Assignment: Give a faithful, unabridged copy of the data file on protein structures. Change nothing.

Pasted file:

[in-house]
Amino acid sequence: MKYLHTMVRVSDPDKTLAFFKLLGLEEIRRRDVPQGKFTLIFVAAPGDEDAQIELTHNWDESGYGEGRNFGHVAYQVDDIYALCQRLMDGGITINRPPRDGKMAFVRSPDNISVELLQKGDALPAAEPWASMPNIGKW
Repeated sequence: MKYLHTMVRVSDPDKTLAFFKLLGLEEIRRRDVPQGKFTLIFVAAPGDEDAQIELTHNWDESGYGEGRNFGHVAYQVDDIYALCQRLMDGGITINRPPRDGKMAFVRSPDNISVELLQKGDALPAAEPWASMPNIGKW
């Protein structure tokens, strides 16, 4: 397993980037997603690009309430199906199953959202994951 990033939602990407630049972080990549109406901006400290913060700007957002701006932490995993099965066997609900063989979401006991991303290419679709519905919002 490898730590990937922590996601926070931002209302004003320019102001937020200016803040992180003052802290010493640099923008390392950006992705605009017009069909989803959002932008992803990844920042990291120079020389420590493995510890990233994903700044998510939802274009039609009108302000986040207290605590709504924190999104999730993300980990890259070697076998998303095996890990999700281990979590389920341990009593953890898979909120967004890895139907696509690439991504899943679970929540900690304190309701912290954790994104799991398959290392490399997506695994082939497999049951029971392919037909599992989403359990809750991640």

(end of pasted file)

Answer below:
[in-house]
Amino acid sequence: MKYLHTMVRVSDPDKTLAFFKLLGLEEIRRRDVPQGKFTLIFVAAPGDEDAQIELTHNWDESGYGEGRNFGHVAYQVDDIYALCQRLMDGGITINRPPRDGKMAFVRSPDNISVELLQKGDALPAAEPWASMPNIGKW
Repeated sequence: MKYLHTMVRVSDPDKTLAFFKLLGLEEIRRRDVPQGKFTLIFVAAPGDEDAQIELTHNWDESGYGEGRNFGHVAYQVDDIYALCQRLMDGGITINRPPRDGKMAFVRSPDNISVELLQKGDALPAAEPWASMPNIGKW
């Protein structure tokens, strides 16, 4: 397993980037997603690009309430199906199953959202994951 990033939602990407630049972080990549109406901006400290913060700007957002701006932490995993099965066997609900063989979401006991991303290419679709519905919002 490898730590990937922590996601926070931002209302004003320019102001937020200016803040992180003052802290010493640099923008390392950006992705605009017009069909989803959002932008992803990844920042990291120079020389420590493995510890990233994903700044998510939802274009039609009108302000986040207290605590709504924190999104999730993300980990890259070697076998998303095996890990999700281990979590389920341990009593953890898979909120967004890895139907696509690439991504899943679970929540900690304190309701912290954790994104799991398959290392490399997506695994082939497999049951029971392919037909599992989403359990809750991640």